The concept of social welfare is hardly "social" at all. Once again the market takes center stage; and we are left wondering whether any social institutions could possibly exist in the bizarre world that Mankiw is painting for his readers. Yes, of course the model he sets up is meant to idealize in order to get to the core issues. But as we will see, Mankiw discusses the model in a way that leaves the student without any methodological framework for actually understanding those tools, except at a superficially wrong level.
We arrive at Chapter 7.
Behind this question is the following general idea: suppose we were to find some way of measuring the maximum amount of social welfare derived from an individual's consumption of a particular commodity. In equilibrium, the commodity will be sold at a stable price and with a stable quantity. Now, we know that when you consume more of a particular good, the additional satisfaction you get from consuming it diminishes. Thus, if you buy 5 apples at $1, that first apple was worth a lot to you, the second not so much, and so on. Mankiw wants to find some way of measuring exactly how much that first apple was worth to you, plus how much that second apple was worth to you, ... and so on. We know that the last apple, the 5th, is worth $1 to you because we assumed that to be the equilibrium price: you consume apples up to the point where the benefits of an additional apple equal the cost (or price) of an additional apple. So, what is the sum of all the positive values in between?
That is the concept of consumer surplus, or "CS" as we will call it for the remainder of the post.
Question: That seems easy enough to understand. But how does "society" fit in here? We were told by you in a previous post that society has no actual agency in the market, that it's really all about market mechanisms. But now you're telling us that Mankiw wants to judge whether the price of the good is "just" according to society. How does that leap take place?
Answer: The key lies in a concept that is not developed in Mankiw's presentation, thereby leading to the confusion. The key to clearing up your confusion is in coming up with a definition of "social welfare". That is, we need to define social welfare in an economy in order to say that markets maximize "social welfare"! The point is simple, and yet extremely crucial, at the same time.
Question: That seems like a simple problem to solve, though. We can measure the CS of any one individual by figuring out how much that individual values each apple. We just survey him or her (theoretically speaking) and come up with a number in money terms. Why don't we just do that for all consumers in the economy? Since everything is measured in money terms, we have a common unit of measurement. So we just add everything up! What's wrong with that?
Answer: There's nothing wrong with that, by any objective standard of right or wrong. But I do think that you need to realize what implicitly you are doing when you propose that measure of social welfare.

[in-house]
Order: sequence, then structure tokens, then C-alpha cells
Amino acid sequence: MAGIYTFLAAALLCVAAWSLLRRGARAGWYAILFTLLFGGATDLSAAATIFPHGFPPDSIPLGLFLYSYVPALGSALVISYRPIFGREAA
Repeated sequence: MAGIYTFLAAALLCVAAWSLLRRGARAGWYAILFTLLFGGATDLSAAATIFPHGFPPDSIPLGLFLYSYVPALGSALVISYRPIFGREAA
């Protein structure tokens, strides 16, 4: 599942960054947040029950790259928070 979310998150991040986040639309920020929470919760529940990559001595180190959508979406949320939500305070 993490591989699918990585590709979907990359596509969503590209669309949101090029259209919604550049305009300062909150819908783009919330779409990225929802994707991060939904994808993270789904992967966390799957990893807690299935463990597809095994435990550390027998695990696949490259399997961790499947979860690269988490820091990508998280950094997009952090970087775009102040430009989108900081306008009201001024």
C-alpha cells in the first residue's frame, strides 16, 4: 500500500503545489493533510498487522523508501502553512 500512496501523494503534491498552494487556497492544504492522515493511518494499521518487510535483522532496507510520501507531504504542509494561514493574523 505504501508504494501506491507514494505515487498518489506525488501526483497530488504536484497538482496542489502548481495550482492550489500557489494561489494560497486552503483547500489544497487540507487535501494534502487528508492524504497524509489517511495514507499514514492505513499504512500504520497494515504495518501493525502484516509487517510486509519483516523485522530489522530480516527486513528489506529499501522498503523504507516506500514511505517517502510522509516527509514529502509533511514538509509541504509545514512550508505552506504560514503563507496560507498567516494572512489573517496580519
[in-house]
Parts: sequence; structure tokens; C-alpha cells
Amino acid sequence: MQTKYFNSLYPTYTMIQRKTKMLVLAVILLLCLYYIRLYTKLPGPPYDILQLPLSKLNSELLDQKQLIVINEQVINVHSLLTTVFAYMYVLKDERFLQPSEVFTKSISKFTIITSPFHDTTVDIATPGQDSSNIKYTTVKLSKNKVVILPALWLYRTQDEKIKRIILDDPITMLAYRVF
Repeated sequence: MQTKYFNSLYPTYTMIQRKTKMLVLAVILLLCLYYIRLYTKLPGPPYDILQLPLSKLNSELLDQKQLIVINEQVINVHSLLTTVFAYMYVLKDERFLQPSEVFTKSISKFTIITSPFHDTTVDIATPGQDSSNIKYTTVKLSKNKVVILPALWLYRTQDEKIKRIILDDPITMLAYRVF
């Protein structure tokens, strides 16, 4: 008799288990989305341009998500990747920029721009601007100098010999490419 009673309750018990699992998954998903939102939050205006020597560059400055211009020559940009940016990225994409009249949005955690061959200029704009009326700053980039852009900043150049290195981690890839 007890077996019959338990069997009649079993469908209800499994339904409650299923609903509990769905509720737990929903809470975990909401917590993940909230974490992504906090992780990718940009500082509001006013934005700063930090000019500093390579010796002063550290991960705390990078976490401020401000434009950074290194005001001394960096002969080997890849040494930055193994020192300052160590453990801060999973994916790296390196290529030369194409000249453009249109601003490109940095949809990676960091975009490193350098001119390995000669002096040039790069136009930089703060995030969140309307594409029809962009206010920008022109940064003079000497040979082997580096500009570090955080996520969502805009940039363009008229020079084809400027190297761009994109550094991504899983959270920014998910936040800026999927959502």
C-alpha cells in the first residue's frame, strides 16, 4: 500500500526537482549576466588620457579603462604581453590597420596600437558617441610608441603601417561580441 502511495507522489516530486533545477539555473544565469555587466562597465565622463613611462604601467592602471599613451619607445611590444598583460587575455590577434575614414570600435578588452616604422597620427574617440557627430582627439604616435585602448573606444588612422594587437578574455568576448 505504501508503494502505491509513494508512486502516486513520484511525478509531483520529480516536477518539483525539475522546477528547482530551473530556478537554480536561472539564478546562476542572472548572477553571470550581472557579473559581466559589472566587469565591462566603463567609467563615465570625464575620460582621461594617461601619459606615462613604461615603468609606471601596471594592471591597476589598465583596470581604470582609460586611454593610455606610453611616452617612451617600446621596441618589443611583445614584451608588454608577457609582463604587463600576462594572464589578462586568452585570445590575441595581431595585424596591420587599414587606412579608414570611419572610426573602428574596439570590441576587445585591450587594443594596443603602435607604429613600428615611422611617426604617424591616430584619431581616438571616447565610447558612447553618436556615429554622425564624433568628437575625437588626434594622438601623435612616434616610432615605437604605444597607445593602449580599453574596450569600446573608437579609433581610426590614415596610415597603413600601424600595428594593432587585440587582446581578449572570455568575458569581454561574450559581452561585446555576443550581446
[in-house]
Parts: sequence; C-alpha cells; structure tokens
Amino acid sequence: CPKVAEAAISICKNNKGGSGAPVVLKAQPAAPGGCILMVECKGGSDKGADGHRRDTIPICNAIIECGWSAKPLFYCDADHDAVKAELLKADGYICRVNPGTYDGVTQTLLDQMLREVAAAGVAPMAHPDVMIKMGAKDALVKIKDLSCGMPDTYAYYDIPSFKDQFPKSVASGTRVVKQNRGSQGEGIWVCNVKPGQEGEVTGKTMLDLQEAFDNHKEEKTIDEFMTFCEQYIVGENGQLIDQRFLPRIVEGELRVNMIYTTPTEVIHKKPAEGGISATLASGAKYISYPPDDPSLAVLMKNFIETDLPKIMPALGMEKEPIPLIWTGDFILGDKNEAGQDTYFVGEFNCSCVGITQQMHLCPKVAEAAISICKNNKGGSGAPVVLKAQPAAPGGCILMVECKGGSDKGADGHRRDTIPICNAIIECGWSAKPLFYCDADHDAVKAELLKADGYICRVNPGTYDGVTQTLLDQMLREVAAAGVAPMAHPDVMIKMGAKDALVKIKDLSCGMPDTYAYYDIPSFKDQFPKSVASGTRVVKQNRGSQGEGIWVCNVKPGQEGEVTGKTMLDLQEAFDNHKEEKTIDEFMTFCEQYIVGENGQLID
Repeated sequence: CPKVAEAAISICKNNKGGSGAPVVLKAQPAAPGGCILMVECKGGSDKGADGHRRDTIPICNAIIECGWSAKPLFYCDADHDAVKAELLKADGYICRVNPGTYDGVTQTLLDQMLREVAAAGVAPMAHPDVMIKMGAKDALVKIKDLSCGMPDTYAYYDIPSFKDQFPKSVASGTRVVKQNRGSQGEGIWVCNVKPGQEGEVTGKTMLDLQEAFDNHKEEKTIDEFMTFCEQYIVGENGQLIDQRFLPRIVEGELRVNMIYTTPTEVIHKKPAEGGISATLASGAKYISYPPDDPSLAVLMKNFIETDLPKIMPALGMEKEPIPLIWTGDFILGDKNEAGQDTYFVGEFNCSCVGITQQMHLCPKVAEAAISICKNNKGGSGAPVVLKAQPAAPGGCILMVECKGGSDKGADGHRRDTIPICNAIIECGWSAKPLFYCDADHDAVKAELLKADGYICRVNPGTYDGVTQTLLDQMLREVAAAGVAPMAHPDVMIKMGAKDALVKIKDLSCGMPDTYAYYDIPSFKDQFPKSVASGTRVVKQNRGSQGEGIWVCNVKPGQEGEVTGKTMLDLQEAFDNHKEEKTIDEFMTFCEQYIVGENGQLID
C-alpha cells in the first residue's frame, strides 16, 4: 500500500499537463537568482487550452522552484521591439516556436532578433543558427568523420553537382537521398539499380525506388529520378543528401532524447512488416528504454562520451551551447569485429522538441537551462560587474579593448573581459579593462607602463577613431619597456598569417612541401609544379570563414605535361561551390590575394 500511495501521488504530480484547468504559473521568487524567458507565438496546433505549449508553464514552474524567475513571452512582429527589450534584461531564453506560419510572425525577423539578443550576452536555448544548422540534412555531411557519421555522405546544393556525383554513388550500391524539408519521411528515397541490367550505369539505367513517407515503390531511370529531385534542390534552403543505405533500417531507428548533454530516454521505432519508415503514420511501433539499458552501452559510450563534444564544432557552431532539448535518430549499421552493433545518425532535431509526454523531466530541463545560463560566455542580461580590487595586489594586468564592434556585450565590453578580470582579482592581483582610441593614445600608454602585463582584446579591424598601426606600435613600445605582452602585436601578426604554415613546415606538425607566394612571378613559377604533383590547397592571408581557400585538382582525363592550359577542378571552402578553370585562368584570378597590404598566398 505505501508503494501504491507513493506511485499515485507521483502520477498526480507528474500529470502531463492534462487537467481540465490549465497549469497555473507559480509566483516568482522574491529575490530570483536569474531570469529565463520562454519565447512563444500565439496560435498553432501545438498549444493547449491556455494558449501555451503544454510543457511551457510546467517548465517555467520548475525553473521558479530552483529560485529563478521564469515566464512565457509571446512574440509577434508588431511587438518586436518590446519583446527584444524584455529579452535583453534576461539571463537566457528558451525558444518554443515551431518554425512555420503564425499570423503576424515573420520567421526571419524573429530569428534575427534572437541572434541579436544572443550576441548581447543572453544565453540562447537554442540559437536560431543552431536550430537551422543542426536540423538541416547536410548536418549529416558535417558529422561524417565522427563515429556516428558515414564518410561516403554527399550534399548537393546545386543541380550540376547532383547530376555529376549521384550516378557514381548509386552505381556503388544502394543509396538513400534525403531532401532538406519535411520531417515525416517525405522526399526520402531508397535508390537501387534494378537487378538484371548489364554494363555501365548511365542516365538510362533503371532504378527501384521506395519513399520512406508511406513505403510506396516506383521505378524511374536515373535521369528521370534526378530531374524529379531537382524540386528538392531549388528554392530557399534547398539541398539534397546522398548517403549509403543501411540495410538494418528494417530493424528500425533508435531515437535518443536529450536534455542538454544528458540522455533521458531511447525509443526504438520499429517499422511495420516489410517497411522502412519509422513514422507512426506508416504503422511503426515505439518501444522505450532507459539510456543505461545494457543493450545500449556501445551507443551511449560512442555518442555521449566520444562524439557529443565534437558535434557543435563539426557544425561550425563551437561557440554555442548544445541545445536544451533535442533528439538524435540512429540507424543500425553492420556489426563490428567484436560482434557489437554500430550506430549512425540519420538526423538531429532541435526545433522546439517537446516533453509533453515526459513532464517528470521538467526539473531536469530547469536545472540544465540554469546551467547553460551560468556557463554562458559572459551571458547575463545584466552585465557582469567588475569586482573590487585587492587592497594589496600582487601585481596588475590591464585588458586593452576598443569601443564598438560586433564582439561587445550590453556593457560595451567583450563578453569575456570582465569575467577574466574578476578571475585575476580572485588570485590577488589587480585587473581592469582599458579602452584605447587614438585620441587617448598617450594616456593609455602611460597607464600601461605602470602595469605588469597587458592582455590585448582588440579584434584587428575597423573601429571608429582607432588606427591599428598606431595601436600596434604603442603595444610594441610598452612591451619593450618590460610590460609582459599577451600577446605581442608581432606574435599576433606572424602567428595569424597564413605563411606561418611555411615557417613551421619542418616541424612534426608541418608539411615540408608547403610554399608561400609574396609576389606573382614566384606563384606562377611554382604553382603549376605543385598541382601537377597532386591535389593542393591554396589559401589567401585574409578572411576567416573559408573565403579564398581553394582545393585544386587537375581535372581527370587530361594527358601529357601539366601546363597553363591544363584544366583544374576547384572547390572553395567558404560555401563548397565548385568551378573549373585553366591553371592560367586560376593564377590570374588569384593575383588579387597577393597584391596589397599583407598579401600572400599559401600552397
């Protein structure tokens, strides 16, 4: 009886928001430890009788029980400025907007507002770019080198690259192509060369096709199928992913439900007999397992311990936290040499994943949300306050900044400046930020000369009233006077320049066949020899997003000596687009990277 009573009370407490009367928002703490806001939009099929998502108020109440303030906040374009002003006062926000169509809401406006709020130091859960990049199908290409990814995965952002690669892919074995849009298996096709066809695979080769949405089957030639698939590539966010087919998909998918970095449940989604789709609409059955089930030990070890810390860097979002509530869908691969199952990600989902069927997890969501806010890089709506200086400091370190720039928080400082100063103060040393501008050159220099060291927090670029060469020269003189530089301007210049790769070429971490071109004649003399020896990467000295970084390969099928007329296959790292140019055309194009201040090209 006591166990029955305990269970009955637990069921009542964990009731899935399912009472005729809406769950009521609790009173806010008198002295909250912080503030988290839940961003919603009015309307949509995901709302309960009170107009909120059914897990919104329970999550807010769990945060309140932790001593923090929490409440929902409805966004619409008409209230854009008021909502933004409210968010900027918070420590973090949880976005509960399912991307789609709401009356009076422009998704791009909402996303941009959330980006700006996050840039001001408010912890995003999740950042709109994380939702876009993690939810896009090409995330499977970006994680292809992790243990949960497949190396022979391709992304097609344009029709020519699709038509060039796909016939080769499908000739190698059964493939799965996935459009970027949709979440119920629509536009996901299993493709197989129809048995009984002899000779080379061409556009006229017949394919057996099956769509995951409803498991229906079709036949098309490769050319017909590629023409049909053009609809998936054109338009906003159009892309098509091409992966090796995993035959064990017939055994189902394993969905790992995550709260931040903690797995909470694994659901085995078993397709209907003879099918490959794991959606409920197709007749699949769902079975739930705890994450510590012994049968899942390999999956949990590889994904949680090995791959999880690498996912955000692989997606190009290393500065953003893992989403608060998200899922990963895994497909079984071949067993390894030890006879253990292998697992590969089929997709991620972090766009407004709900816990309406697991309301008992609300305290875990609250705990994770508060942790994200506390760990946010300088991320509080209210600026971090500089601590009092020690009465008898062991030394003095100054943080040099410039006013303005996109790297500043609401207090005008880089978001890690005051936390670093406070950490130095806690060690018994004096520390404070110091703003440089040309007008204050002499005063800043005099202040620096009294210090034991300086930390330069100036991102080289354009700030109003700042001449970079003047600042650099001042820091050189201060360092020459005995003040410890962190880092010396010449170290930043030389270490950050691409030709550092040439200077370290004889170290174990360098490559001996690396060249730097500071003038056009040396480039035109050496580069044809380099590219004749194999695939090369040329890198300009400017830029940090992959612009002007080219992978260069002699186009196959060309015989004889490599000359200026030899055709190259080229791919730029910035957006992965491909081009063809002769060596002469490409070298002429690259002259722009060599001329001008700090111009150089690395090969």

Recall first something that was mentioned at the beginning of this chapter of Mankiw: i.e. that we are now in the normative world of economics: what ought to be. Therefore, in your answer to me, you are implicitly saying that society ought to define social welfare as the equally weighted sum of all individually-summed CS's. That's a very big task you've taken on there!
First of all, you're arguing that your weighting scheme: " 1*(CS of consumer A) + 1*(CS of consumer B) + 1*(CS of consumer ...) + 1*(CS) + ... = SW" is not arrived at democratically or socially in any sane sense of the term. Rather, you're positing that that weighting mechanism is just how you think we should add things up to determine welfare.
Second of all, it's pretty arbitrary, don't you think? We've said that each person is unique in society. For example, some people are poor, and constrained much more by their budgets than other people. So, might there be a social welfare function that captures this fact more accurately? Think of person A and B: person A spends 90% of her income on food and other necessities (like turkey) while person B spends only 40%. How will a change in the price of turkey affect these two people? Most likely, it will affect them wildly differently.
Therefore, when you say "Competitive markets maximize social welfare" You are really saying "competitive markets maximize social welfare according to my definition of social welfare". That's not very "social".
Question: OK, let's step back here. Where does this leave Mankiw's original claim about society? All you're telling me is that society is arbitrary, or biased against people who are income-constrained. But "society" can't please everyone. Doesn't this at least give us a baseline?
Answer: No. In a text that purports to be scientific and based on measurement before theory, Mankiw 100% fails. There is nothing "scientific" about choosing an arbitrary weighting scheme and defining it as social welfare. There is also nothing "social" about it, since we are assigning this weighting scheme insulated from democratic processes which modern market economies are supposed to be all about.
We leave, for a separate post, the treatment of the social planner by Mankiw. To give the brief bottom line: it is a wild ride that involves a lot of intellectual thrashing about in the dark, making little sense and certainly not "enlightening" the student to anything regarding market processes or the significance of public policy in the real world.